Gill South gets the lowdown on natural ways to improve your health and finds exercise is still number one.
I can't help thinking when I sit across from Dianna Tawharu that in olden times, say the 16th century, she would have been considered an alchemist who heals and makes people healthy.
Many a harried mum comes in to see the trained herbalist, nutritionist and naturopath at Global Health Clinic or her private practice, looking for a magic potion to heal their child's rash, raise their immune system or help with their husband's ingrown toenail.
We talk about getting healthy in summer. Summer is a good time to detox, says Dianna. She's not talking about fasting - just looking carefully at what you are eating. She suggests lots of leafy green vegetables - they provide a lot of fibre, vitamins and minerals. You should be eating three or four servings of greens a day, she says. Salad with breakfast, that's a new one. Detoxing is giving your body a spring clean, she says.
To start this process it is important to first make sure you have good bowel flora. Apparently this means having good numbers of acid-producing lactobacilli and bifidobacteria.
I assume with detoxing, you should drink lots of water. Dianna says this is true, but the quantity depends on the time of the year and how much fresh fruit and vegetables you eat, how much exercise you are doing, how much you are sweating, your bowel movements and so on. Generally between one and a half to two litres of water throughout the day is good. Some people drink three to six litres a day but may not be excreting enough and this can make them a bit puffy. They literally look waterlogged, Dianna says.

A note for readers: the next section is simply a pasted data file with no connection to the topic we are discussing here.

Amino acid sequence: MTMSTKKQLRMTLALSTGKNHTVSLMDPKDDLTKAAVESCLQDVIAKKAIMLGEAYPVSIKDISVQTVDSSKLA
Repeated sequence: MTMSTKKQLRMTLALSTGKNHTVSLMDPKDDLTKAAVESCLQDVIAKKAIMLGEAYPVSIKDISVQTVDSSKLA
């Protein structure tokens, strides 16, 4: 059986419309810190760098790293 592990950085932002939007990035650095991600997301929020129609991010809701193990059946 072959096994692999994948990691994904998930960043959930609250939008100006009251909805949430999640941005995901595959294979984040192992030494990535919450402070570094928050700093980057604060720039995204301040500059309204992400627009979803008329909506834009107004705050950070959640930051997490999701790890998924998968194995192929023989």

The naturopath, who used to work at Harvest Whole Foods, advises eating organic food to reduce the levels of toxins in your body. She tells me about salvesterols which are plant-derived compounds essential for wellbeing that cannot be made in the body and are supplied through our plants in our diet. The problem is that modern food selection and production methods are removing these natural antioxidants from the diet. Since agrichemicals have been introduced, the levels of salvesterols in food crops are a lot lower but if you eat organic food, you will be consuming higher levels of salvesterols. Dianna explains one reason for the disappearance of salvesterols in the diet is that they taste bitter, which consumers have become unaccustomed to. They are veges like kale, cavalo nero and endives. That bitter flavour is very important, she says.
Meanwhile the most important thing you can do for your health is to increase exercise, she says. I tell Dianna I want to swim more regularly. Swimming is a good one because it does not put stress on the joints, says Dianna. Exercise helps to maintain healthy blood sugar levels - helps to beat depression, insomnia, and probably reduces the risk of developing cancer.
After a fair bit of time in the sun, and with pale skin getting more freckled by the year, I think it's about time to get a skin check. I visit skin cancer specialist Dr Sharad Paul.